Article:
After the interview, I felt uncomfortable and was concerned about what this journalist was going to write. I simply wanted to raise further awareness and direct the public to our fundraising site. The article appeared on page 5 the following day. There was a beautiful, enlarged photo of Olivia I had taken of her on the Civic merry-go-round. The article was okay but I was absolutely livid when I noticed, at the end of the article, that the journalist had not correctly printed our everyday hero web address. That was the condition under which I did the story and I made that very clear to the journalist prior to the interview. I was so angry and upset as I had invested a lot of time and energy into establishing the fundraising, ranging from the 60 Minutes gig to organising the appeal. In the midst of all of this, I was still taking care of Olivia. I rang the editor (and got the editor’s assistant), explained the dilemma and requested that they rectify their mistake. After much discussion and a few tears (on my part), the editor’s assistant told me that he would do what he could but it would involve a lot of leg work on his part and that the most I could expect would be a tiny correction in some corner of the paper. There was no apology. I felt incredibly let down and vowed to stay away from the media.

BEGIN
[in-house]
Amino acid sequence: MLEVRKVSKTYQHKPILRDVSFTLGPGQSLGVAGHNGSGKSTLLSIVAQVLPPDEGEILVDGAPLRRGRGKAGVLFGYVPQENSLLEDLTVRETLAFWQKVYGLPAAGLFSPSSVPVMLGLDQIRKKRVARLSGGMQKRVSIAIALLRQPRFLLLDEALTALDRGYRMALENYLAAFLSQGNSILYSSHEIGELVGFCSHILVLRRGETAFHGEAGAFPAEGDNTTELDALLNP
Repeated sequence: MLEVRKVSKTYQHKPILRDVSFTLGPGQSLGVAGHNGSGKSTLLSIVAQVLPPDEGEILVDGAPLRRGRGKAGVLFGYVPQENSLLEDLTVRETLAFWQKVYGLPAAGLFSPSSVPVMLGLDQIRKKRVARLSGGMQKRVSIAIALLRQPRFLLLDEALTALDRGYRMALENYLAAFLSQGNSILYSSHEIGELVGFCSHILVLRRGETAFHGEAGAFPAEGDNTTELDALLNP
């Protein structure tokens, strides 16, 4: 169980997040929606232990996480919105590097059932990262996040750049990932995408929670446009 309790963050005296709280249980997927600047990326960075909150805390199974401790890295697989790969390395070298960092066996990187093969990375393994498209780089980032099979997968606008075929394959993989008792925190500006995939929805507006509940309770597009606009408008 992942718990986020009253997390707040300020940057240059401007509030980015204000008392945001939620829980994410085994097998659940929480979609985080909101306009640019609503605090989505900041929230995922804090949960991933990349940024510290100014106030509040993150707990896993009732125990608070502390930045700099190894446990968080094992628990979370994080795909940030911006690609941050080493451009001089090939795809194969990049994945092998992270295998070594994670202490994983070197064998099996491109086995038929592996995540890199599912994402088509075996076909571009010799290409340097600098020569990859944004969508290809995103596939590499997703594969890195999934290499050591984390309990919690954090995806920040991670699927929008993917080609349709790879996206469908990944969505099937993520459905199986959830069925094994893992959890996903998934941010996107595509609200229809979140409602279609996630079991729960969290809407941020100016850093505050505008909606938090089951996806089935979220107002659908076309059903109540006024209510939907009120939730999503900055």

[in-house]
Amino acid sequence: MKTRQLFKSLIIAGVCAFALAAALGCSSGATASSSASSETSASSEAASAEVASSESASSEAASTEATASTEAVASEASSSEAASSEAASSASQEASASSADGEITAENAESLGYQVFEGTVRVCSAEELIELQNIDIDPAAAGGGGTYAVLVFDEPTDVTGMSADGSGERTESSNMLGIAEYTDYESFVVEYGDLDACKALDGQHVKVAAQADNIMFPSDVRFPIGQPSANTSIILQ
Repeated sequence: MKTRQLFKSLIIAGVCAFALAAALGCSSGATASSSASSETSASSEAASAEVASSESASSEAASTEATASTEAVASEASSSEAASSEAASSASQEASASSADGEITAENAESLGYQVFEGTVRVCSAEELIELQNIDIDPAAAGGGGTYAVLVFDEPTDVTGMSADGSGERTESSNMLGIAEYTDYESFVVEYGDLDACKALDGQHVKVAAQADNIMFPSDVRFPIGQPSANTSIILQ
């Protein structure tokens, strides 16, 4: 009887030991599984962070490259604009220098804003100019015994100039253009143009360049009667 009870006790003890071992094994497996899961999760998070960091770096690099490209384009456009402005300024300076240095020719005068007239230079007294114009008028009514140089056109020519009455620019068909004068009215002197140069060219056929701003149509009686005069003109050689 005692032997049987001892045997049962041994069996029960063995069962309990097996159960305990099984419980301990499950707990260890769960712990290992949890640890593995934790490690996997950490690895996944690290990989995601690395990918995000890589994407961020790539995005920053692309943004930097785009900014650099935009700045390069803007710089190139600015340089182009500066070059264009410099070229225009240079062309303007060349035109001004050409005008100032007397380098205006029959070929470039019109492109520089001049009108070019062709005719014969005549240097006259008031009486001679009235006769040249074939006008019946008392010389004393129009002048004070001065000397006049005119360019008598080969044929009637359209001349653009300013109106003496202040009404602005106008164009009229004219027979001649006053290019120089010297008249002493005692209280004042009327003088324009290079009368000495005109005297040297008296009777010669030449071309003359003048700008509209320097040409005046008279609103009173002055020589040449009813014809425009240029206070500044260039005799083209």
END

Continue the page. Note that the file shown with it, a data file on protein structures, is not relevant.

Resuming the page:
Shortly afterwards, the journalist who did the story returned my phone call, only to say that she had put in the correct web address and that ‘someone else’ had changed it. Yeah, right! On a brighter note, the lovely Jessica Wright contacted me to express her disappointment over the omission and assured me that she would place a small article about Olivia with the correct web address in her daily column. I was incredibly grateful and really appreciated her warmth and compassion towards our family’s situation.
We returned to Canberra late on Friday night. Unfortunately, there was an accident just near Sydney airport during peak hour, so it ended up being a very long trip. 

Tuesday, 29th July

Overall, Olivia has felt quite well throughout her treatment, though has unfortunately had to spend a lot more time in hospital than we had hoped for. We once again ended up in Canberra Hospital on Tuesday night with the usual fever and tiredness, as well as low blood counts. She required several blood transfusions over the course of the next few days. Overall, we were in hospital until Saturday afternoon.  Thanks to my mum for helping us out by occasionally staying overnight with Olivia. Once again, the play therapist made the stay a lot more bearable by providing a huge plasma TV, DVDs and other things to amuse Olivia.  Whilst there, she also had a visit from Daphne the Labrador, whose owner works for GHD. They visit the hospital every Thursday as part of their community program. Olivia seems to enjoy patting dogs and has told us that she would like us to get a dog sometime. We may look into this once we know that we will be spending more time at home.